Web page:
You may be dreading parties because people do know and are uncomfortable about what to say or  people do not know and are asking when you are planning on starting or growing your family. Or maybe you are dreading opening holiday cards of pictures of friends and family with their children or you may be dreading sending out your own without your child. 

You might be celebrating the anniversary of your loss, a due date or your child's first holiday. Perhaps you were waiting for Christmas to announce your upcoming birth. You might have already made plans for what this holiday would look like with a new baby.  It is easy to feel triggered around the holidays when much of it is centered around family and children.

Wherever you are in your journey, and whatever stage you are at in your grief, here are a few ideas to help through the holiday season.

Tips for getting through the holiday season after an early pregnancy loss:

1. Get extra support - You need additional support during this time. Whether this is doubling up on support groups,  additional therapy sessions or just making plans with those that support you and your loss. If you are  religious, this may include attending services or seeking support through other church members. 

Support groups for miscarriage in the Madison, WI area:

https://www.kullcounselingmadison.com/miscarriage-support-group/

http://www.bereavedparentsofmadison.com

2. Say No - You do not have to do everything. It is okay to say no, whether this is to a party, a family gathering or sending out holiday cards. You especially do not need to do anything that triggers you or that is not a good space for you right now.

3. Practice kindness - During the holidays you tend to practice gratitude and kindness towards each other. Practice kindness and gratitude towards yourself. You may feel like you should be over your grief by now or that you were doing so well and that you took a step backwards-be patient with yourself. Do extra self care during this season: cooking, going for a walk, yoga, practicing mindfulness, reading a book, talking to a friend, or going on a date with your partner are just a few ideas.

4. Honor your baby - you may find it comforting to start a tradition to remember your baby during the holidays. This may look like buying an ornament that honors them or lighting a candle on your holiday to honor their presence. It could be volunteering or buying a gift for someone in need. Whatever this may look like for you, if you want your baby to be part of your holidays you can do it and let the important people in your life know what you need to honor your baby so they can support you.

Please remember if you are grieving a miscarriage you are not alone. If you need help during the holidays, Kull Counseling can help. Please contact  608.239.4807 or julie@kullcounselingmadison.com for more information.

When pregnancy after a loss doesn't feel like a rainbow

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You've experienced a perinatal loss and now you are pregnant again. The response of some people may be "I am so excited" or "I feel so lucky to be pregnant after a loss" but what if that isn't your response?  What if your response sounds more like "I am terrified or nervous" or "what if it happens again?". 

A rainbow baby is defined as a baby that is born after a miscarriage or stillbirth. In life a rainbow appears after a storm. The storm is perinatal loss and the rainbow is your beautiful baby that has emerged from the darkness (Urban Dictonary). While being able to get pregnant after a loss can be a relief and joy, it can also bring about a mixture of emotions.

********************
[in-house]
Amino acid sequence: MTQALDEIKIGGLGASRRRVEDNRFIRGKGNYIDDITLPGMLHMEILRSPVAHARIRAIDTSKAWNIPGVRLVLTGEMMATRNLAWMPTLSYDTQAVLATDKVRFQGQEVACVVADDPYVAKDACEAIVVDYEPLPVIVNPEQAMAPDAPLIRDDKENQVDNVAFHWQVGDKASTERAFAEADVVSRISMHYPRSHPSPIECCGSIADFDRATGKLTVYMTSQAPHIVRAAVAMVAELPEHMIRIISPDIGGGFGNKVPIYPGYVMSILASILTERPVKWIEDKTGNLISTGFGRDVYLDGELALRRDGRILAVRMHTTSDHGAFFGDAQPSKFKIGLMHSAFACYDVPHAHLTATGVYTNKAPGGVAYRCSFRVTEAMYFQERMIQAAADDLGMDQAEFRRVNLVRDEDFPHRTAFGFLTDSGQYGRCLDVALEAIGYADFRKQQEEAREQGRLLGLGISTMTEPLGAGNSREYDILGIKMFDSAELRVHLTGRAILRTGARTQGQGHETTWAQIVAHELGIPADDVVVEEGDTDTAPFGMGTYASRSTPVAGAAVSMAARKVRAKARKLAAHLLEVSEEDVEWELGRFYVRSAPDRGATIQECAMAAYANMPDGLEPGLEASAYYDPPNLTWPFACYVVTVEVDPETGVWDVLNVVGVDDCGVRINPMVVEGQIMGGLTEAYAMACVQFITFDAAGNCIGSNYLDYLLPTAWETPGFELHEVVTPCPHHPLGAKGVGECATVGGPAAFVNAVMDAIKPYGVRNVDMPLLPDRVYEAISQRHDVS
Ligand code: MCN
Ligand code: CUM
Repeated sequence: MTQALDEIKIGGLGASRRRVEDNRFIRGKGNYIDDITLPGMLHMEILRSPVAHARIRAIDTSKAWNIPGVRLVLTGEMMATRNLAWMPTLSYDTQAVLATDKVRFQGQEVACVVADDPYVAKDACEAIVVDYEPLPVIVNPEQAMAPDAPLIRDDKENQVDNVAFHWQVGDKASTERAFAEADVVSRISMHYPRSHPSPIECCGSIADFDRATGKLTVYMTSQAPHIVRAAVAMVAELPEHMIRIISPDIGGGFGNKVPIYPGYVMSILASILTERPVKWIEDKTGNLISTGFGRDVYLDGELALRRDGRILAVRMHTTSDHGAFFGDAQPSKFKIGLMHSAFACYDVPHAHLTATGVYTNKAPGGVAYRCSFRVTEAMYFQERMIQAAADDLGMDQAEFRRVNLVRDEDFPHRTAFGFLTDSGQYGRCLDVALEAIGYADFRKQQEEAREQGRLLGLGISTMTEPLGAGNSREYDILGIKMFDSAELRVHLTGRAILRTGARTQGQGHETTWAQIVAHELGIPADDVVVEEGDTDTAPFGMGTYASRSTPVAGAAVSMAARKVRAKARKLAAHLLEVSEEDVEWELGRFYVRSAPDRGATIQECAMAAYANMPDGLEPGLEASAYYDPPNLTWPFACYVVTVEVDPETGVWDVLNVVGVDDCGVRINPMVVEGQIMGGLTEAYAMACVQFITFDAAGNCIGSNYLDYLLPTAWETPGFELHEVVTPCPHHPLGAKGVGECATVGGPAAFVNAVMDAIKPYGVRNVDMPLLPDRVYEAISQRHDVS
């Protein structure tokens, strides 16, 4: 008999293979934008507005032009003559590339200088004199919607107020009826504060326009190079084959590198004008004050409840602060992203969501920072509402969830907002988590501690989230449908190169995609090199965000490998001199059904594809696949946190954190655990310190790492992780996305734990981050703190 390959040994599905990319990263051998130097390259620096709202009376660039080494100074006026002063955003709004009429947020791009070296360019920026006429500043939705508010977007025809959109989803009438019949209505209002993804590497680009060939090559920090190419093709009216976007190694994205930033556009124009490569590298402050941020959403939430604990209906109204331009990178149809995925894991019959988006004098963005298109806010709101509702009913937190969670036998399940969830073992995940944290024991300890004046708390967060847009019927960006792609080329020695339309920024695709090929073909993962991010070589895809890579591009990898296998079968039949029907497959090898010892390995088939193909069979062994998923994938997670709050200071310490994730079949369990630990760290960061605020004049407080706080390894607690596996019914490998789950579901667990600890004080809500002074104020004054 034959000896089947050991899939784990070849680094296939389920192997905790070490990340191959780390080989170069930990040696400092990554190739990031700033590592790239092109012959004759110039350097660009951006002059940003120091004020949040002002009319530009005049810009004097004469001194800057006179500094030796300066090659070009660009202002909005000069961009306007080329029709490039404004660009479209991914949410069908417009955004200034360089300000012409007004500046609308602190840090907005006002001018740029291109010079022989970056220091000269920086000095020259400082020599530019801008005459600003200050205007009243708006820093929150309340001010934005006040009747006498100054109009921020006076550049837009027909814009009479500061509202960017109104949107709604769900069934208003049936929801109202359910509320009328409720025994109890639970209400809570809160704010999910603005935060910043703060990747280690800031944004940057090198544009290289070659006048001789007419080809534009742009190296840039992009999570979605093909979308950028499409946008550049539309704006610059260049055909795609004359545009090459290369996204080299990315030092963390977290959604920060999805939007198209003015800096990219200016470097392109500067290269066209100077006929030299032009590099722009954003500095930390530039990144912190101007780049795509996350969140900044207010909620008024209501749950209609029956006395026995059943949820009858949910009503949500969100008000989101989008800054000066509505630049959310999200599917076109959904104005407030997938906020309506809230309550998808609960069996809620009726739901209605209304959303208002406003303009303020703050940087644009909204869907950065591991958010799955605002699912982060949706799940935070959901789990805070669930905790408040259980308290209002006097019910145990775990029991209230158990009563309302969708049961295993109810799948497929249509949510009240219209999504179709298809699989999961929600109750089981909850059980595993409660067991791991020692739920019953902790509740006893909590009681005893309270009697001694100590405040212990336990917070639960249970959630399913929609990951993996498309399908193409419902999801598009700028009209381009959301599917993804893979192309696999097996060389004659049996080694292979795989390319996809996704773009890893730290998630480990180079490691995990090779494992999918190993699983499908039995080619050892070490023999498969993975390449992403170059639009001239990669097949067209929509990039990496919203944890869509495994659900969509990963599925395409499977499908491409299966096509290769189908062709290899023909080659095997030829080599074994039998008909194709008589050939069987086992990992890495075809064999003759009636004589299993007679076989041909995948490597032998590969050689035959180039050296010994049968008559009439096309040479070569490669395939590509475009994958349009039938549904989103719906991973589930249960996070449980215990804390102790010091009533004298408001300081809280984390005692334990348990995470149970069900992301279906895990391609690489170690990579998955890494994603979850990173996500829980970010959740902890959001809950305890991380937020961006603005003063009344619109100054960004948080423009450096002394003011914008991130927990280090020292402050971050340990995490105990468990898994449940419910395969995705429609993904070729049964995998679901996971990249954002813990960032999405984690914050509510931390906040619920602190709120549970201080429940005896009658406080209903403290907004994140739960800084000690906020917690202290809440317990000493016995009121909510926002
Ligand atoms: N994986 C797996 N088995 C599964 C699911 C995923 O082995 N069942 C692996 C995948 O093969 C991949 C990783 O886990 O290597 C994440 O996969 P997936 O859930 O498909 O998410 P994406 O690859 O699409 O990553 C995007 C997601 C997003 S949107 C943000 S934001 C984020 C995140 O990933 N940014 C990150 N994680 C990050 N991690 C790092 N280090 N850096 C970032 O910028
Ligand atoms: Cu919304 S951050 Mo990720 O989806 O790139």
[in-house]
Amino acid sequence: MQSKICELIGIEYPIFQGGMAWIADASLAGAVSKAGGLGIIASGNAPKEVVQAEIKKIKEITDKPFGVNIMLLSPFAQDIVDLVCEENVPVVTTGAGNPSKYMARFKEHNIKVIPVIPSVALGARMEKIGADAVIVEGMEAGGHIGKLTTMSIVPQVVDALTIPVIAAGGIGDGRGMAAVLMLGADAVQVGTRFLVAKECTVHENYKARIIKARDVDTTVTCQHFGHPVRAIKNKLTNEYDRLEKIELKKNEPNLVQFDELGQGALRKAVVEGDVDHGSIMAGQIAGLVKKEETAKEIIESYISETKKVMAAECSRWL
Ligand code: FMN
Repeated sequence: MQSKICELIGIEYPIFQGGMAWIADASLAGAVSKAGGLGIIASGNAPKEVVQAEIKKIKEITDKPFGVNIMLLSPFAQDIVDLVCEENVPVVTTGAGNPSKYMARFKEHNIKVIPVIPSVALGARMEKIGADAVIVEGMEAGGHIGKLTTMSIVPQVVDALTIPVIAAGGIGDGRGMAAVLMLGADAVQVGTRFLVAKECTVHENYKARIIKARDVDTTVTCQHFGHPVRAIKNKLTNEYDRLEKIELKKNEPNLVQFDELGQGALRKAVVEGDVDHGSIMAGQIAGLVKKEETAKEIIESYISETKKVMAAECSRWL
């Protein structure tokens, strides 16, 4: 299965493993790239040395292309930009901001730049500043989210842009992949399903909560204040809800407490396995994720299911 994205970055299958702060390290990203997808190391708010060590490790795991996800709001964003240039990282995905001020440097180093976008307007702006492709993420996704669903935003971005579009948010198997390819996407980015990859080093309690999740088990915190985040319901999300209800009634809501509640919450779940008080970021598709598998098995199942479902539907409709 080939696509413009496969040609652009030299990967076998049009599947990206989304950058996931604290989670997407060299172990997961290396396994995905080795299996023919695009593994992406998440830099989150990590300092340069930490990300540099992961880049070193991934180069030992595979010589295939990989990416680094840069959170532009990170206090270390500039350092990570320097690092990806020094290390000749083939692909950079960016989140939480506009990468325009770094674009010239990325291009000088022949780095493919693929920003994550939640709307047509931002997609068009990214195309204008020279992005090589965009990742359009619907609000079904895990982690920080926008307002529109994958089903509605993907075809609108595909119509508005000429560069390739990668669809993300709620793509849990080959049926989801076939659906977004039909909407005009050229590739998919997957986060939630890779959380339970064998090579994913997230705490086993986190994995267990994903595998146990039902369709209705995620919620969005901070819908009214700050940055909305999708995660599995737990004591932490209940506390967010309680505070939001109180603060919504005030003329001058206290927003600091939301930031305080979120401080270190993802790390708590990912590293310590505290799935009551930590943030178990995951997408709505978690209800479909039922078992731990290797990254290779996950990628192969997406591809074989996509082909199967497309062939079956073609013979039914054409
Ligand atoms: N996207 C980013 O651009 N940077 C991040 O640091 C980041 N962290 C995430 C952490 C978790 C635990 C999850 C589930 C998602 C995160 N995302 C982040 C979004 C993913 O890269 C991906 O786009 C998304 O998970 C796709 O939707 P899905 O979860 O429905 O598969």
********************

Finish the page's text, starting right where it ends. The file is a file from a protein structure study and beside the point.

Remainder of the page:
Here are some common emotions that you may experience during a rainbow pregnancy:

Anxiety- Many couples experience intense anxiety during a pregnancy with a rainbow baby. After a loss your sense of security is gone. You may worry constantly about the health of your pregnancy. Women can have difficult times attaching to their pregnancies depending on physical symptoms for reassurance or worrying at the absence of them. You may feel like you will jinx the pregnancy if you start to plan for a baby; telling family and friends you are pregnant, buying items to bring the baby home, picking out names or even just getting excited about the pregnancy. Simple check-ups at the doctors office can turn into anxiety and nightmares. Even every day tasks can seem daunting as you worry about how it will effect the well being of your pregnancy.

Depression- You may feel intense feelings of sadness about your loss. You may have guilt about feeling happy or sad. Some couples wait until they have processed their loss before they start trying again, while others may start trying right away. Whether or not you waited to start trying again, getting pregnant again can bring such a sense of relief but it can also bring up feelings of sadness that you may have thought were gone. 

Grief- While you might have felt that you processed your grief from your loss, a pregnancy after a loss may bring up some of your grief again. It can feel like this pregnancy is supposed to replace your loss. You may struggle with honoring the child you lost while also honoring the child you are pregnant with. It may be an internal struggle to sit with your feelings of grief while also being happy for the new life inside of you.

If you are feeling mixed emotions about being pregnant again, you are not alone. How you feel about your pregnancy may change each day if not each hour. Anxiety, Depression and Grief are common emotions but so are Happiness, Relief and Hope. 

If you experiencing intense emotions during your rainbow pregnancy you are not alone. For counseling services please contact Kull Counseling, LLC at 608.239.4807 or email julie@kullcounselingmadison.com. For information on support groups please contact Bereaved Parents of Madison,